Things to think about
While it’s not as exciting as deciding on a venue or choosing an outfit, there are a few legal and practical things to consider before you tie the knot.
Once you’ve decided on a date, you’ll need to give at least 28 days notice to marry at your local registrars office.
If you don’t already have a will, it’s time to make one. And if you do have one, updating it or making a new one should be a priority.
You don’t need a deed poll to take your partner’s surname. Just send your marriage certificate and a letter to record-holders. Check first if you need to send in the original or if a copy will do.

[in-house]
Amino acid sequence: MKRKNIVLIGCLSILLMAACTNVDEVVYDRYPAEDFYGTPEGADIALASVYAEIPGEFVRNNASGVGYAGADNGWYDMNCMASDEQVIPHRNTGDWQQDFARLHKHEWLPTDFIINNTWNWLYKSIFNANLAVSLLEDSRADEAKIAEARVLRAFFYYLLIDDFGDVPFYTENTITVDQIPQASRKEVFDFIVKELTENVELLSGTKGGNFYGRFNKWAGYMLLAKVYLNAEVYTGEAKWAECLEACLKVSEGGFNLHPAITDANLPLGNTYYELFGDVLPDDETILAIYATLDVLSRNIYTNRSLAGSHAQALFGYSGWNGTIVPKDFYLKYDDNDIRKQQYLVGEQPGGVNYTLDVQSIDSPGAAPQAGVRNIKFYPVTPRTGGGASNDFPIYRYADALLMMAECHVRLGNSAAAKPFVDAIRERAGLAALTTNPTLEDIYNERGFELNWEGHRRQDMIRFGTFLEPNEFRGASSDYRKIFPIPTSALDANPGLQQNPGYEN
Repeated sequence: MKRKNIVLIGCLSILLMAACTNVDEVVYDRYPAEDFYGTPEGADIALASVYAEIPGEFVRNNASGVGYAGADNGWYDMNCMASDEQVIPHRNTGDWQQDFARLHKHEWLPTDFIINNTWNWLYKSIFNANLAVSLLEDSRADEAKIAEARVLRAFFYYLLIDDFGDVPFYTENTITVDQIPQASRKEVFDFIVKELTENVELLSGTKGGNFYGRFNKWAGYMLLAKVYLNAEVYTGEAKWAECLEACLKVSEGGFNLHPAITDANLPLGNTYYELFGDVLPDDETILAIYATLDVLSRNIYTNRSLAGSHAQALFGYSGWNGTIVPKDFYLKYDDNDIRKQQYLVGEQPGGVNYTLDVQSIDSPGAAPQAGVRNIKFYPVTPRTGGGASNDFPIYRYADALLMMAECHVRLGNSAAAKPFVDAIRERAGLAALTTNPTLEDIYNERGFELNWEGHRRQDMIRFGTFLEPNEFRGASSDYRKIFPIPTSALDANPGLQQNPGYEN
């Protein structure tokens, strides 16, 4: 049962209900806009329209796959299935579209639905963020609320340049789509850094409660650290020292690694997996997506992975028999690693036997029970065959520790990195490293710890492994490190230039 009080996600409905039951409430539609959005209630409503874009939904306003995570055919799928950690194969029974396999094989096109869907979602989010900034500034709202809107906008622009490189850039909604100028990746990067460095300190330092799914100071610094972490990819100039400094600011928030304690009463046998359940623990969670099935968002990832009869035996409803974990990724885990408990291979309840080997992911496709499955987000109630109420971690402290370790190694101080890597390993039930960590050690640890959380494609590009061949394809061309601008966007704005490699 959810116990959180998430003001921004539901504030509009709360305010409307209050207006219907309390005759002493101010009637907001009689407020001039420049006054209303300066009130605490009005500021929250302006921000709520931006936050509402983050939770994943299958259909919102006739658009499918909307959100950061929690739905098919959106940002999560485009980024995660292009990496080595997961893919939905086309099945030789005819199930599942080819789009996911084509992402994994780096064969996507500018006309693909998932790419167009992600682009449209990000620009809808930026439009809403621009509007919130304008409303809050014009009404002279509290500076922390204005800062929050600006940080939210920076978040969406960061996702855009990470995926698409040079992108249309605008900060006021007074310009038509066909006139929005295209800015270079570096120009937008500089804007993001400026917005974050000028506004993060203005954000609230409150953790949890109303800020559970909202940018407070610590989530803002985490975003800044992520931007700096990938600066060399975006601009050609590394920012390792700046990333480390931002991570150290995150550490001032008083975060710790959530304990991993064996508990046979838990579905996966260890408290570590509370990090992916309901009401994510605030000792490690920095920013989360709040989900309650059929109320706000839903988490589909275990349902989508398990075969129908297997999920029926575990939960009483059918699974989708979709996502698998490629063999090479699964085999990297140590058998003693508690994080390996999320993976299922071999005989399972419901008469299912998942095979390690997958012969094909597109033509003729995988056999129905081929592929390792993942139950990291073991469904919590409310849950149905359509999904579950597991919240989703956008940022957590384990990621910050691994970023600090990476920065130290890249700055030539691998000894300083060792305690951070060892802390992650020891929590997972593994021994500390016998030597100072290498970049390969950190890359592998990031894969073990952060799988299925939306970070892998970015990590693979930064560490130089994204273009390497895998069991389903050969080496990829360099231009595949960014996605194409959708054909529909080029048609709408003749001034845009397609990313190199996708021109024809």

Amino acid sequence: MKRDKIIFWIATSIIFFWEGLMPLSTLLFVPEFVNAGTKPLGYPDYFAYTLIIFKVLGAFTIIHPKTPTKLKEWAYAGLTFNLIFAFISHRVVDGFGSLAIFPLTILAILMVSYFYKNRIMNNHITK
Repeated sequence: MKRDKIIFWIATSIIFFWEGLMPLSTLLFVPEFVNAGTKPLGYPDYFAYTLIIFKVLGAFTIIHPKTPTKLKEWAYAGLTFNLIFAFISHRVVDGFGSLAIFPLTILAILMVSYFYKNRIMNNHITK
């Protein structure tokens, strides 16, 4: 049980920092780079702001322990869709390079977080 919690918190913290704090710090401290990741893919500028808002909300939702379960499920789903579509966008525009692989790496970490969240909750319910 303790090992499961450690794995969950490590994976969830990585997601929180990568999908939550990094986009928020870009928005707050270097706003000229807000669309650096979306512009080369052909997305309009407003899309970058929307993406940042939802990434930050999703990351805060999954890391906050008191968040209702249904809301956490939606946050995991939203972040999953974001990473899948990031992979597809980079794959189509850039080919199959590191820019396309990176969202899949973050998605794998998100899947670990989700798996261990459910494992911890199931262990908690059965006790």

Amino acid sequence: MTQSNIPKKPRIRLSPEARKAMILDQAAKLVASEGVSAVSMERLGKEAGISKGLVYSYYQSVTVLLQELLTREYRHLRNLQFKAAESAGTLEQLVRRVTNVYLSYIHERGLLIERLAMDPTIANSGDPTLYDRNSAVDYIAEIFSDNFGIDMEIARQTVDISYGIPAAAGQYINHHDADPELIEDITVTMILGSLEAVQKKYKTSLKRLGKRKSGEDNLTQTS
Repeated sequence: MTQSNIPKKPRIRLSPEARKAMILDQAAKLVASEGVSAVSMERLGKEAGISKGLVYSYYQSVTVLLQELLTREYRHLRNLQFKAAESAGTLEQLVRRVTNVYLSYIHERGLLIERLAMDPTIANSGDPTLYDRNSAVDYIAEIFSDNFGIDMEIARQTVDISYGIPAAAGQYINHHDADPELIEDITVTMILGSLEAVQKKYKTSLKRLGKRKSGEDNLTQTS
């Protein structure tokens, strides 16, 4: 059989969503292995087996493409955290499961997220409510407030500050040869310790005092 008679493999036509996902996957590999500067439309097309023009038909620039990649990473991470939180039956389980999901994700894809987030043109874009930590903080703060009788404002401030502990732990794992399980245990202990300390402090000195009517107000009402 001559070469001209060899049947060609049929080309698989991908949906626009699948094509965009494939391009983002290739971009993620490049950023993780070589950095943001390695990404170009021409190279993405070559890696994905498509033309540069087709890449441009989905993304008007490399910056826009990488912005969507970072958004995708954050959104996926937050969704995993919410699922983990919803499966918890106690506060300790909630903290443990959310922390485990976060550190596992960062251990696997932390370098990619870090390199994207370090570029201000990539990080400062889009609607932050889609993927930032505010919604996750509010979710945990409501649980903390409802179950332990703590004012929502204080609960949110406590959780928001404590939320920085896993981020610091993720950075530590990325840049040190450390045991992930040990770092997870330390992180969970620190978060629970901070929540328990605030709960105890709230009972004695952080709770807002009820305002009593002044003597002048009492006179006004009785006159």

Think about taking out wedding insurance to cover what you spend if your wedding is cancelled or postponed – perhaps due to bad weather or illness.
Although there is no longer a married couple’s allowance (except for pensioners), there are some potential tax advantages to being married. You could transfer savings and assets into a couple’s schemes. And transfers between registered partners are not charged Capital Gains Tax – charged if you sell a property for more than it cost you, for example.
If you decide to change your name, don’t forget to tell all work related organisations, your bank, pension company, credit card provider, insurance firms and any companies you have shares in. You can pick up a change-of-name form for your passport and driving licence from the post office.